Process Not Product: Redefining the Contemporary Filipino American Art Aesthetic

Published by: Debra Tisoy Pacio / Stanford University | 30-Oct-2016
What do cloaks, feathered shoes, and abstractionist works have to do with Filipino American art? Welcome to the State of the State: Contemporary Filipino/American Art in the Bay Area. The roundtable event, held on May 21, 2015 at the Asian Art Museum, addresses the question of how we define and continue to redefine Filipino American art in the Bay Area.
Venue: Asian Art Museum
Address: 1494 Parkmont Drive/ San Jose, California 95131 / United States of America
Date: May 21, 2015
Time: 7:00 - 8:30 pm
Buy / Ticket:
What do cloaks (Ritual, 1980), feathered shoes (The Artist's Feet, 1979), and abstractionist works (My Uncles series, 1993-1996) have to do with Filipino American art?

Welcome to the State of the State: Contemporary Filipino/American Art in the Bay Area. The roundtable event, held on May 21, 2015 at the Asian Art Museum, addresses the question of how we define and continue to redefine Filipino American art in the Bay Area.

Moderator Thea Quiray Tagle, a visual and cultural performance scholar, challenges us to consider the category. She delineates two trends: one) Filipino American, or "Fil-Am," art as defined by the background of the maker as a Fil-Am or as a Filipino diasporic, or two) if the subject matter of the art relates to themes of this experience, such as migration or the model minority myth.

But the more experimental works of the legendary Filipino American artist Carlos provide a model for how artists are branching out from notions of Fil-Am art as strictly "protest art."

"Instead of thinking about Filipino American art as a sort of fixed genre or fixed aesthetic, how can we actually begin to think about Filipino American art as a method or a way of approaching art-making that is again holistic," asks Tagle.

"Filipino American art is process, not product."

The array of panelists at the table attest to this. Self-proclaimed manang Eliza O. Barrios makes up one-third of the Mail Order Brides/M.O.B. collaborative and is an interdisciplinary artist working in new media and site-specific installation. Jenifer K. Wofford, Bay Area native and M.O.B. member, portrays the experiences of Filipino women at home and in the diaspora. Activist Cece Carpio creates murals, collaborative works, and politically-engaged public art. Michael Arcega and Lordy Rodriguez use mapping and public memory as guides for reimagining Filipino American space and time, though in widely different ways.

Their diverse perspectives come into dialogue as Tagle moderates a conversation around how their works have come to define contemporary Filipino American art.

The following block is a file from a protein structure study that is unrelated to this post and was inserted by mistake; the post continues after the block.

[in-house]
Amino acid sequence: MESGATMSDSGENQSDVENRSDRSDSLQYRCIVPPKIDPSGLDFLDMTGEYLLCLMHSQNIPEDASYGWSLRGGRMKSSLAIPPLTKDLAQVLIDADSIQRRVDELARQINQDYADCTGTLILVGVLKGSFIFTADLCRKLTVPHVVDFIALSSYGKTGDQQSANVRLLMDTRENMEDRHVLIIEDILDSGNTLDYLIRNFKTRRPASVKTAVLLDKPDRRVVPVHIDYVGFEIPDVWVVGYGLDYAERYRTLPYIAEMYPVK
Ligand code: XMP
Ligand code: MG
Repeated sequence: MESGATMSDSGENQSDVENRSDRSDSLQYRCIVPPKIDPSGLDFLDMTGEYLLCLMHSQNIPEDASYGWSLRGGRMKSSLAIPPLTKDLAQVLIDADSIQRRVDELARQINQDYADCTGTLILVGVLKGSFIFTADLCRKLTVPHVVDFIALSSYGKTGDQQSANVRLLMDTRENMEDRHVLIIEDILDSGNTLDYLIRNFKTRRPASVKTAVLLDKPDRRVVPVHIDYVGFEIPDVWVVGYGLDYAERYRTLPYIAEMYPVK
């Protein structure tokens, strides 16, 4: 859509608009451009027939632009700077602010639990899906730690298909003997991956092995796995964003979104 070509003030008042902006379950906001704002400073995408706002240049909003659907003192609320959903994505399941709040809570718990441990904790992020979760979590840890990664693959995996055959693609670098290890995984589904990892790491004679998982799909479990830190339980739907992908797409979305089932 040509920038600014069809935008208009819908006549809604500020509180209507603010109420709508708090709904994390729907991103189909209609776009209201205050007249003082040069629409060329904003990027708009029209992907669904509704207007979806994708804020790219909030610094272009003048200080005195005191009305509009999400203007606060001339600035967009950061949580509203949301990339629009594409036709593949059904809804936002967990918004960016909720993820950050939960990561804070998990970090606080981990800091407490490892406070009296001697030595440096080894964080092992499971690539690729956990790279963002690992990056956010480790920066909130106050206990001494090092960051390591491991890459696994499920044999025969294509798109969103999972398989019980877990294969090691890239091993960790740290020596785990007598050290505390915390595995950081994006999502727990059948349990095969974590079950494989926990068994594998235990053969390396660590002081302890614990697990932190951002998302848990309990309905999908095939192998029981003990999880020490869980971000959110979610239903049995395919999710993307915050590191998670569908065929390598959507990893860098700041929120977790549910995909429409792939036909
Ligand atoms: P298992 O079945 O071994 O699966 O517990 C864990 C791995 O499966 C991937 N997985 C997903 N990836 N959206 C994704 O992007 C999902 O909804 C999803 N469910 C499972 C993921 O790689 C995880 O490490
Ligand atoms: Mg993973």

"I understand that people may have resistance to some of the pigeonholing that can occur around identity-politics, but I don't know, for me, I always found it liberating rather than constrictive," Wofford replies in response to Tagle's question on the usefulness of such a category.

But contemporary Filipino American art isn't just defined by the people at the table. Just as powerfully, it's defined by the people who are not.

"I also just want to bring up at least in my generation, a lot younger than a lot of the other folks, the hip hop generation here in the Bay Area, the Filipinos run the game. Killed it," states Carpio. "Whether it was DJing, bboying, and graffiti artists, folks really took lead in that culture and was running stuff in that culture."

Enter the Filipino American youth who take over the mobile DJ scene in the late-70s to mid-90s, humble beginnings to a music takeover that gifted fresh beats to the Bay.

Oliver Wang, Professor of Sociology at CSU Long Beach, visited the Bay Area in May to revive this recent history in his book, Legions of Boom: Filipino American Mobile DJ Crews in the San Francisco Bay Area. But most fascinating in his findings beyond the scene itself is the acknowledgement by these young Fil-Am artists that their identity has little influence on their art.

"The Filipino American community in the Bay Area certainly shaped and influenced the contours of the mobile scene, but likewise, the scene itself shaped the contours of Filipino American identity in that particular time and place," Wang writes.

"Yet, despite that, surprisingly few DJS saw the mobile scene as having much to do with ethnicity at all."

Identity Through Art vs. Art/Identity

Defining a contemporary art aesthetic can be a challenge with burgeoning artists of differing views. Between those at the table and those not, there would appear to be two camps of artists: those for whom Thea's question remains relevant (How do we define the Filipino American art aesthetic?) and those for whom the question has little relevance (i.e. I am Fil-Am, but my art isn't.)

Among those not at the table are the youth: emerging artists who are arguably the most "contemporary" of their time.